Featured Research

from universities, journals, and other organizations

Avatars help people develop real world skills

Date:
December 8, 2011
Source:
Economic and Social Research Council (ESRC)
Summary:
New research suggests that far from disengaging young people from real life, virtual worlds can provide unique environments that can help them learn and negotiate new situations.

New research suggests that far from disengaging young people from real life, virtual worlds can provide unique environments that can help them learn and negotiate new situations.

Academics on the Inter-Life project, which was funded by the Economic and Social Research Council (ESRC), developed 3D 'Virtual Worlds' (private islands) to act as informal communities that allow young people to interact in shared activities using avatars. The avatars are three-dimensional characters controlled by the participants. Virtual Worlds offer the possibility of realistic, interactive environments that can go beyond the formal curriculum. They can enable young people to develop skills which are used in real world settings, such as organisational and cognitive skills.

The project involved young people undertaking creative activities like film-making and photography, and encouraged them to undertake project activities with the virtual environments. The students had to learn to cope with many scenarios in their island, as well as participate in the online communities over several months. Throughout the project, the researchers encouraged new forms of communication, including those used in online gaming.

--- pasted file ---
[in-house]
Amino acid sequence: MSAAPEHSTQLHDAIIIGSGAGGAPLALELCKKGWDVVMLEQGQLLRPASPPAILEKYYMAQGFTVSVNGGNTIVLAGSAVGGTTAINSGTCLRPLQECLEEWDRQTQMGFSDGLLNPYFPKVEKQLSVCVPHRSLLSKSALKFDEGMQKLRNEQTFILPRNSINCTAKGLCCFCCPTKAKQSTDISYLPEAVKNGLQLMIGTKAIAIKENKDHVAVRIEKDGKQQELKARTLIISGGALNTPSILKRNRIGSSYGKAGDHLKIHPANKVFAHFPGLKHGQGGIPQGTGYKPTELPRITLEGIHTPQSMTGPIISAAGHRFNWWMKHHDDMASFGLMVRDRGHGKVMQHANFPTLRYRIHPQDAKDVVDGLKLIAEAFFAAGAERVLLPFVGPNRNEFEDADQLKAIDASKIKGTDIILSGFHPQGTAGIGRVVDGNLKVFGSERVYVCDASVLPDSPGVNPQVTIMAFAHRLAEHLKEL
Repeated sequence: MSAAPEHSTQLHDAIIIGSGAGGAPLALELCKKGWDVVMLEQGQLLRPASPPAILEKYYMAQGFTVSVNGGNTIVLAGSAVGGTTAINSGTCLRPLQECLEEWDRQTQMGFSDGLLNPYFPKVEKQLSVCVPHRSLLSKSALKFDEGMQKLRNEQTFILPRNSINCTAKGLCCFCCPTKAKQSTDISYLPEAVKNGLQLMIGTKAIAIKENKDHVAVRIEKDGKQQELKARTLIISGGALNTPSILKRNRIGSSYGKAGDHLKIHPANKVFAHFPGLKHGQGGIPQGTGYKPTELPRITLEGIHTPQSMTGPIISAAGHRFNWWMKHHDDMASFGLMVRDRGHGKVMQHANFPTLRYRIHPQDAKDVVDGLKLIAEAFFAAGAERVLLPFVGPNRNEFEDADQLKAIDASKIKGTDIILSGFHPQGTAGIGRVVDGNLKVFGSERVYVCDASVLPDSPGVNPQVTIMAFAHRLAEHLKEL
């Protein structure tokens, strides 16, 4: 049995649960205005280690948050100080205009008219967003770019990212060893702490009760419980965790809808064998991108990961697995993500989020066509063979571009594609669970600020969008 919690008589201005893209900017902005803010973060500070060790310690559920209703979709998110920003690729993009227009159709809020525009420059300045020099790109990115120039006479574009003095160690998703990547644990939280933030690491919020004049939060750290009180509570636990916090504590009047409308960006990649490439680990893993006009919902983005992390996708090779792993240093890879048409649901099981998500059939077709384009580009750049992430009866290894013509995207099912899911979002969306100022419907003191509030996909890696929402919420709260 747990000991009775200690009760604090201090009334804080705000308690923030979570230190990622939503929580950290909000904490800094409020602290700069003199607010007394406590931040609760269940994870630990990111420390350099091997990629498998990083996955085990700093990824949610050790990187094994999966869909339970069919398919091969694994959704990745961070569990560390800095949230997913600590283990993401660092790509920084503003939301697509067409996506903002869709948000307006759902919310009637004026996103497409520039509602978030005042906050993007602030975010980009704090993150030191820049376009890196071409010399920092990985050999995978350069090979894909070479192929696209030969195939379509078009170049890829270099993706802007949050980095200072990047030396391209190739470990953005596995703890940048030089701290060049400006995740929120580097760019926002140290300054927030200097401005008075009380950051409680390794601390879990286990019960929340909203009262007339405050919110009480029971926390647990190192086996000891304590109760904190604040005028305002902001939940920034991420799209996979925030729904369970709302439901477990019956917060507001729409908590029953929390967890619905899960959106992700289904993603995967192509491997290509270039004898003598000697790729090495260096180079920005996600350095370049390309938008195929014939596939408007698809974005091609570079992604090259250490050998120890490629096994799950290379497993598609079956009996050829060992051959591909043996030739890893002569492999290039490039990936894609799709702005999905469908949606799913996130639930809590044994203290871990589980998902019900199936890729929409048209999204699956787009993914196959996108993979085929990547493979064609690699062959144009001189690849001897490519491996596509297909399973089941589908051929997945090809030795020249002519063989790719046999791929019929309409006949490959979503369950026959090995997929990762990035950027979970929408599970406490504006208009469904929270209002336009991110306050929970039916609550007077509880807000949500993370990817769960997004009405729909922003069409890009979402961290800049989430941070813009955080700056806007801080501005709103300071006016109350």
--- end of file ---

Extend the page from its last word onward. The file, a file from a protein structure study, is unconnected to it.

The project's lead researcher, Professor Victor Lally, said: "We demonstrated that you can plan activities with kids and get them working in 3D worlds with commitment, energy and emotional involvement, over a significant period of time."

"It's a highly engaging medium that could have a major impact in extending education and training beyond geographical locations," Professor Lally added. "3D worlds seem to do this in a much more powerful way than many other social tools currently available on the internet. When appropriately configured, this virtual environment can offer safe spaces to experience new learning opportunities that seemed unfeasible only 15 years ago."

The findings represent an early opportunity to assess the social and emotional impact of 3D virtual worlds. So far, there has been little in depth research into how emotions, social activities and thinking processes in this area can work together to help young people learn.

The Inter-Life project is part of the Technology Enhanced Learning research programme and aims to narrow the gap between young people's experience of learning and the dominance of technologies in their everyday lives.

"The applications are enormous" said Professor Lally. "You can now create multiple science simulations or field trip locations, for example, using 3D world 'hyper-grids' that allow participants to 'teleport' between a range of experiments or activities. This enables the students to share their learning through recording their activities, presenting graphs about their results, and use voting technologies to judge attitudes and opinions from others. It can offer new possibilities for designing exciting and engaging learning spaces."